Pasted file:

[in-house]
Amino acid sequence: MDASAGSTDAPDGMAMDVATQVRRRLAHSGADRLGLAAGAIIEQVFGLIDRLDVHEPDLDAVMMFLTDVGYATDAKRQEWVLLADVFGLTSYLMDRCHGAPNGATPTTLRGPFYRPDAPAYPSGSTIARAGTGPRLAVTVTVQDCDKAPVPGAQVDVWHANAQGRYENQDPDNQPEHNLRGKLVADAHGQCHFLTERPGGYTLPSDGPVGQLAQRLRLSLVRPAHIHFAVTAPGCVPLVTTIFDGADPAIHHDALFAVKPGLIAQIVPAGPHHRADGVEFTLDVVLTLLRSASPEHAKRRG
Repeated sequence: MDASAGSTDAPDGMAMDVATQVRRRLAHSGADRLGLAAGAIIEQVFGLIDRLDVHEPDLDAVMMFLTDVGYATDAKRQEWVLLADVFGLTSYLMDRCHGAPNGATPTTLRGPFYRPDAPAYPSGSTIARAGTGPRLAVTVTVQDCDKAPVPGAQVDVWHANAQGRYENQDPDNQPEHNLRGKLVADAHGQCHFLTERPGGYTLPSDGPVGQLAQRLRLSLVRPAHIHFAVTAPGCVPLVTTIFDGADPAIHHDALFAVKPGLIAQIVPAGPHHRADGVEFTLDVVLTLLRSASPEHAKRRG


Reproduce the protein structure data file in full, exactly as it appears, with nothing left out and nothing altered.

[in-house]
Amino acid sequence: MDASAGSTDAPDGMAMDVATQVRRRLAHSGADRLGLAAGAIIEQVFGLIDRLDVHEPDLDAVMMFLTDVGYATDAKRQEWVLLADVFGLTSYLMDRCHGAPNGATPTTLRGPFYRPDAPAYPSGSTIARAGTGPRLAVTVTVQDCDKAPVPGAQVDVWHANAQGRYENQDPDNQPEHNLRGKLVADAHGQCHFLTERPGGYTLPSDGPVGQLAQRLRLSLVRPAHIHFAVTAPGCVPLVTTIFDGADPAIHHDALFAVKPGLIAQIVPAGPHHRADGVEFTLDVVLTLLRSASPEHAKRRG
Repeated sequence: MDASAGSTDAPDGMAMDVATQVRRRLAHSGADRLGLAAGAIIEQVFGLIDRLDVHEPDLDAVMMFLTDVGYATDAKRQEWVLLADVFGLTSYLMDRCHGAPNGATPTTLRGPFYRPDAPAYPSGSTIARAGTGPRLAVTVTVQDCDKAPVPGAQVDVWHANAQGRYENQDPDNQPEHNLRGKLVADAHGQCHFLTERPGGYTLPSDGPVGQLAQRLRLSLVRPAHIHFAVTAPGCVPLVTTIFDGADPAIHHDALFAVKPGLIAQIVPAGPHHRADGVEFTLDVVLTLLRSASPEHAKRRG